The Irish People is the only newspaper of its kind published in the United States. The Irish People is published 50 weeks a year since 1971. A sixteen page political weekly, The Irish People gives up-to date, uncensored information pertaining to the war in northeast Ireland. It also keeps its readers abreast of events here in the United States aimed at combating the injustices carried out by the British forces of occupation.



Irish Language Lessons

Irish Lesson 96

Third declension nouns and practice

A "declension" is nothing more than a group of nouns that have some common grammatical characteristics, usually concerning the way of forming plurals and the genitive case. For the third declension, the characteristic is the " __ a " ending in the genitive (possessive) singular. An example: ceacht (kyahk*t), a lesson; ciall an cheachta (keel un HYAHK*T-uh), meaning of the lesson.

Here are some important nouns from this declension, each with a phrase including the noun. The purpose of the phrase is to help you remember the noun and its forms, and also to give you some useful short expressions.


Masculine (Firinscneach)

cíos (kees), an chíosa, na cíosanna; rent, of the rent, the rents; ag bailiú an chíosa, collecting the rent.

gleann (gloun), an ghleanna (un YLAN-uh), na gleannta (nuh GLOUN-tuh); glen, of the glen, the glens.

(The genitive of this word is pronounced like a shortened version of un yuh-LAN-uh. Run the "yuh" and "LAN" together after a few trials of pronouncing it (un yuh-LAN-uh).

ciúnas an ghleanna (KYOO-nuhs un YLAN-uh), the quiet of the glen.

rang (rahng), an ranga, na ranganna; class, of the class, the classes; baill an ranga (beyel un RAHNG-uh), members of the class.

éisteoir (ay*sh-TYOH-ir), an t-éisteoir, an éisteora, na héisteoirí; listener, the listener, of the listener, the listeners.

ceist an éisteora (kesht un ay*sh-TYOH-ruh), the listener's question.

dath (dah), an dath, an datha (DAH-huh), na dathanna (nuh DAH-huh-nuh); color, the color, of the color, the colors.

ag toghadh an datha (uh TOH-uh), selecting the color.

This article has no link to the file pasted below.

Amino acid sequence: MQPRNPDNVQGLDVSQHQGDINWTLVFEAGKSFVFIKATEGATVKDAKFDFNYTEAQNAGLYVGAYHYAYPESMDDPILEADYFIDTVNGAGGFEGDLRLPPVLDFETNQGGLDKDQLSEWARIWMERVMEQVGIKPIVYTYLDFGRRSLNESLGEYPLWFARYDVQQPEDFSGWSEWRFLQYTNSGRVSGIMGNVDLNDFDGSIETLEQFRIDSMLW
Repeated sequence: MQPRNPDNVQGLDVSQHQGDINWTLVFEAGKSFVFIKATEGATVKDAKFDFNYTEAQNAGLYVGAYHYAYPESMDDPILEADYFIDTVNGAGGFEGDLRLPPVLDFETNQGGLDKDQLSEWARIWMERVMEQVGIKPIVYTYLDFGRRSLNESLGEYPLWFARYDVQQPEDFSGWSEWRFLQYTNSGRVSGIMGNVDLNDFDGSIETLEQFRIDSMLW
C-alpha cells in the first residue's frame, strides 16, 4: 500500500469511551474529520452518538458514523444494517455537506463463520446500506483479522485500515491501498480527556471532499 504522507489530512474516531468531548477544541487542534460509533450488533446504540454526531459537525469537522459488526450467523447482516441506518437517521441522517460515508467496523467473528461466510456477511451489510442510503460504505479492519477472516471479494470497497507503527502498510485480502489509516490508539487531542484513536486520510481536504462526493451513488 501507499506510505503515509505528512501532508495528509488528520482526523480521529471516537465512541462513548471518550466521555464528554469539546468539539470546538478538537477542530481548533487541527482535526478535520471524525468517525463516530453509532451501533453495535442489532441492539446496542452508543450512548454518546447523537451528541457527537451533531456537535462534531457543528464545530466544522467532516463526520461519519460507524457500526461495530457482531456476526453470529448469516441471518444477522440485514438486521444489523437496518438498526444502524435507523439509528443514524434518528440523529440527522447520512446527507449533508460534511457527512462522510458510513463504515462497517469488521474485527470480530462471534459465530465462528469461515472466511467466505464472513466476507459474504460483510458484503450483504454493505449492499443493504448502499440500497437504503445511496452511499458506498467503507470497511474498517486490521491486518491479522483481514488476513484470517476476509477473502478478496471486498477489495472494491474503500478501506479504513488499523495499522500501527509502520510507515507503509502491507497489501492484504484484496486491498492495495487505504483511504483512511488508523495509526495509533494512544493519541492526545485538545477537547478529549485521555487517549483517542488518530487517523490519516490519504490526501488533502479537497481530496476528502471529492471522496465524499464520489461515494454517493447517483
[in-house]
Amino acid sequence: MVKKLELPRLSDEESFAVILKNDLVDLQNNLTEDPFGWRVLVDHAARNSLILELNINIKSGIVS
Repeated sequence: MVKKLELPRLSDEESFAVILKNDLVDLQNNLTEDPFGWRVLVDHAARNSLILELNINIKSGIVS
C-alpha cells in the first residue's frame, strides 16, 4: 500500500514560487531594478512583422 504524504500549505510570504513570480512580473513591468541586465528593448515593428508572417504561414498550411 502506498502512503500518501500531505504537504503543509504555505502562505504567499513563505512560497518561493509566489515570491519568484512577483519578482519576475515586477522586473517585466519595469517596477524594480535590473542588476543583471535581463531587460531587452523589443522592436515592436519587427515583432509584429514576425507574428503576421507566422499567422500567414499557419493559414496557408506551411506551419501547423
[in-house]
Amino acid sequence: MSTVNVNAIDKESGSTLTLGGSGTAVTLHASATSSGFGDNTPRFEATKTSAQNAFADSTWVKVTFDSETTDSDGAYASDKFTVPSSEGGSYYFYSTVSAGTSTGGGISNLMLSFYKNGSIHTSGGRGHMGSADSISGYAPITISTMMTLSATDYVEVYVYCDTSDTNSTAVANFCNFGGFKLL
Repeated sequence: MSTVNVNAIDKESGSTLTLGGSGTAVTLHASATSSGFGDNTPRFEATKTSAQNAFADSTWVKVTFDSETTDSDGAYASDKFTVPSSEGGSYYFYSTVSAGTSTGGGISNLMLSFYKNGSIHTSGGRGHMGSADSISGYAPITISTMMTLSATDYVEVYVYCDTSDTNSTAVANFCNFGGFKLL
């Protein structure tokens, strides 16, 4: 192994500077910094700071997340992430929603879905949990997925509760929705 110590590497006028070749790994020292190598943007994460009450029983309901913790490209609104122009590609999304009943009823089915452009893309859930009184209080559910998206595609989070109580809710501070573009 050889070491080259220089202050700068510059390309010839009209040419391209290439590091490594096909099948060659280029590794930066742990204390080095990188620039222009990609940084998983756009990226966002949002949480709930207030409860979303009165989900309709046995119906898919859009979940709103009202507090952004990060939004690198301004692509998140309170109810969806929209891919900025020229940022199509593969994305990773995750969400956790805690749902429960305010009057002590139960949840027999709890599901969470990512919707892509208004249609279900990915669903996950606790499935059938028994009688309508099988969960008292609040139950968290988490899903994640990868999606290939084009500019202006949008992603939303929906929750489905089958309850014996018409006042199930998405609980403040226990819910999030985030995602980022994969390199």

cith (ki), an cith, an cheatha (un HYA-huh), na ceathanna (nuh KA-uh-nuh); shower, the shower, of the shower, the showers.

níl ann ach cith, it's only a shower; an tuar ceatha (TOO-uhr), the rainbow.

droim (drim), an droma (DROHM-uh), na dromanna; back, of the back, the backs.

tinneas droma; backache.

ceoltóir, an cealtóir (kyohl-TOH-ir), an cheoltóra, na ceoltóirí; musician, the musician, of the musician, the musicians.

uirlis an cheoltóra (IR-lish un hyohl-TOH-ruh); the musician's instrument.

crios (kris), an crios, an chreasa (un HYRAS-uh), na criosanna; belt, the belt, of the belt, the belts.

ag lorg mo chreasa (uh LOHR-uhg muh HYRAS-uh); looking for my belt.

bláth, an bláth (blaw*), an bhlátha (un VLAW*-uh) na bláthanna (nuh BLAW*-uh-nuh); flower, the flower, of the flower, the flowers.

áilleacht an bhlátha (AW*-il-ahk*t un VLAW*-uh); the flower's beauty.

scáth, an scáth (skaw*), an scátha (un SKAW*-uh), na scáthanna (nuh SKAW*-uh-nuh); shadow, the shadow, of the shadow, the shadows.

in aice an scátha ( in A-ke); next to the shadow.

bainisteoir bwin-ish-TYOH-ir), an bainisteoir, an bhainisteora (un vwin-ish-TYOH-ruh), na bainisteoirí; manager, etc.

oifig an bhainisteora (IF-ig); the manager's office.


Feminine (Baininscneach)

altóir (ahl-TOH-ir), an altóir, na haltóra, na haltóirí; altar, etc.

os comhair na haltóra (ohs KOH-ir); in front of the altar.

mil, an mhil, (mil, un VIL), na meala (nuh MAL-uh); honey, etc.

mí na meala (mee); month of honey, or "honeymoon".

iarracht, an iarracht (EER-ahk*t), na hiarrachta, na hiarrachtaí (nuh HEER-ahk*t-ee); attempt, try.

ag déanamh na hiarrachta (uh DAY*N-uhv nuh HEER-ahk*t-uh); making the attempt.

casacht, an chasacht (KAHS-uhk*t, un K*AHS-uhk*t-uh), na casachta; cough, the cough, of the cough ( no plural).

ag leigheas na casachta (uh LEYE-uhs); curing the cough.

fuil, an fhuil (fwil un IL), na fola, na fola (nuh FOHL-uh); blood, etc.

Domhnach na Fola (DOH-nahk* nuh FOHL-uh); Bloody Sunday.



scríobh, ag scríobh (shkreev), write; scríobhann sé, he writes; scríobhaidh sé (SHKREEF-hee shay*), he will write.

teip, ag teip (tep), fail; teipeann sé, he fails; teipfidh sé (TEP-hee), he will fail.

mol, ag moladh (muhl, uh MUHL-uh), praise; molann sé, he praises; molfaidh sé (MUHL-hee), he will praise.



Aodán (AY*-daw*n): Dia dhuit, a Aisling (ASH-ling).

Aisling: Dia's Muire dhuit, a Aodáin (AY*-daw*-in). Conas tá tú inniu?

Aodán: Tá biseach orm inniu. Bhí tinneas droma orm le tamall anois. (I'm getting better today. I had a backache for a while now)

Aisling: Bhí casacht orm ón Domhnach. Chuaigh mé go oifig an bhainisteora sa cheap árasán chun an cíos a íoc, agus ansin shiúil mé trí na gleannta. Chonaic mé áilleacht na mbláthanna sa ghleann, lena ndathanna. (I had a cough since Sunday. I went to the manager's office in the apartment house to pay the rent, and then I walked through the glens. I saw the beauty of the flowers in the glen, with their colors.)

Aodán: Caithfidh mé (KAH-hee may*) iarracht eile a dhéanamh chun dul ann amárach tar éis mo ranga. Anois, feicim na ceolteoirí ag gabháil siar an bóthar (uh guh-VWAW*-il SHEE-uhr un BOH-uhr), á n-ullmhú don chéilí, is dócha (aw* NUL-vwoo dohn HYAY*-lee is DOHK*-uh). ( I must try again to go there tomorrow after my class. Now, I see the musicians going west along the road, getting themselves ready for the céilí, probably.)

Aisling: Mhol gach éisteoir iad an tseachtain seo caite. Bhí siad go hiontach (HOON-tuhk*). (Every listener praised them last week. They were wonderful.)

Irish Lesson 97

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